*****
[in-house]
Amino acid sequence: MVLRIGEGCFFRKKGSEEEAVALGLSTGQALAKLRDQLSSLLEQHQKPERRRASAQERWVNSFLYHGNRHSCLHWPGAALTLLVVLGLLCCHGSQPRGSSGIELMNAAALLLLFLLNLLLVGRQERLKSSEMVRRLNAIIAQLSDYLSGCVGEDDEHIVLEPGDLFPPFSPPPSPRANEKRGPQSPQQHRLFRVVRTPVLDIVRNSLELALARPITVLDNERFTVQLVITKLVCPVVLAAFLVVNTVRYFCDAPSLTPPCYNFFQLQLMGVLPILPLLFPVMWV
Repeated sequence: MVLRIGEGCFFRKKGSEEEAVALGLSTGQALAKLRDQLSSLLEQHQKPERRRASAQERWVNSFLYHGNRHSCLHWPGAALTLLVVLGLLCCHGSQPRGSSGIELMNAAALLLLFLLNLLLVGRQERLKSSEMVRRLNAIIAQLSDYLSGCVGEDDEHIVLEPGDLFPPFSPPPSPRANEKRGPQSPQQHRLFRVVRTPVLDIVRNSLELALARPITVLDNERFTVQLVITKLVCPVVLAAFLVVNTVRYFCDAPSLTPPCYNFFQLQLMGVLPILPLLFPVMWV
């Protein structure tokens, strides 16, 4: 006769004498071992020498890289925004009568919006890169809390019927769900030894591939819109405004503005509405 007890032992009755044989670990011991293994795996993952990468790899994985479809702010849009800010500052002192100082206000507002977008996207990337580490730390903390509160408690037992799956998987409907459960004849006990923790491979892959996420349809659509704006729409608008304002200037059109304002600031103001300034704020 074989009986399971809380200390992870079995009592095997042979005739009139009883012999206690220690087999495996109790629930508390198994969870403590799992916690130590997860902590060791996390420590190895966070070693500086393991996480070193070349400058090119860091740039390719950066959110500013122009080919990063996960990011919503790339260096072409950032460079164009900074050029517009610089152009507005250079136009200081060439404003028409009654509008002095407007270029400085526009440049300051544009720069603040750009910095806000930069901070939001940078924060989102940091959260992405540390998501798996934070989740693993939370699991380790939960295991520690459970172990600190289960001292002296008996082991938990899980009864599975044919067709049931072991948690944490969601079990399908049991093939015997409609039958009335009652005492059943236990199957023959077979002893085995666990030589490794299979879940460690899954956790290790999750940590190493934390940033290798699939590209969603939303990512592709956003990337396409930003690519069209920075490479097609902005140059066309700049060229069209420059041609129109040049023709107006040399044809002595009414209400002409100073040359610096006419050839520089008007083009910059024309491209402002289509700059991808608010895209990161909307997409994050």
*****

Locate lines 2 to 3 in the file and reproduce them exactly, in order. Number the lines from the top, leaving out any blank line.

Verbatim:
Amino acid sequence: MVLRIGEGCFFRKKGSEEEAVALGLSTGQALAKLRDQLSSLLEQHQKPERRRASAQERWVNSFLYHGNRHSCLHWPGAALTLLVVLGLLCCHGSQPRGSSGIELMNAAALLLLFLLNLLLVGRQERLKSSEMVRRLNAIIAQLSDYLSGCVGEDDEHIVLEPGDLFPPFSPPPSPRANEKRGPQSPQQHRLFRVVRTPVLDIVRNSLELALARPITVLDNERFTVQLVITKLVCPVVLAAFLVVNTVRYFCDAPSLTPPCYNFFQLQLMGVLPILPLLFPVMWV
Repeated sequence: MVLRIGEGCFFRKKGSEEEAVALGLSTGQALAKLRDQLSSLLEQHQKPERRRASAQERWVNSFLYHGNRHSCLHWPGAALTLLVVLGLLCCHGSQPRGSSGIELMNAAALLLLFLLNLLLVGRQERLKSSEMVRRLNAIIAQLSDYLSGCVGEDDEHIVLEPGDLFPPFSPPPSPRANEKRGPQSPQQHRLFRVVRTPVLDIVRNSLELALARPITVLDNERFTVQLVITKLVCPVVLAAFLVVNTVRYFCDAPSLTPPCYNFFQLQLMGVLPILPLLFPVMWV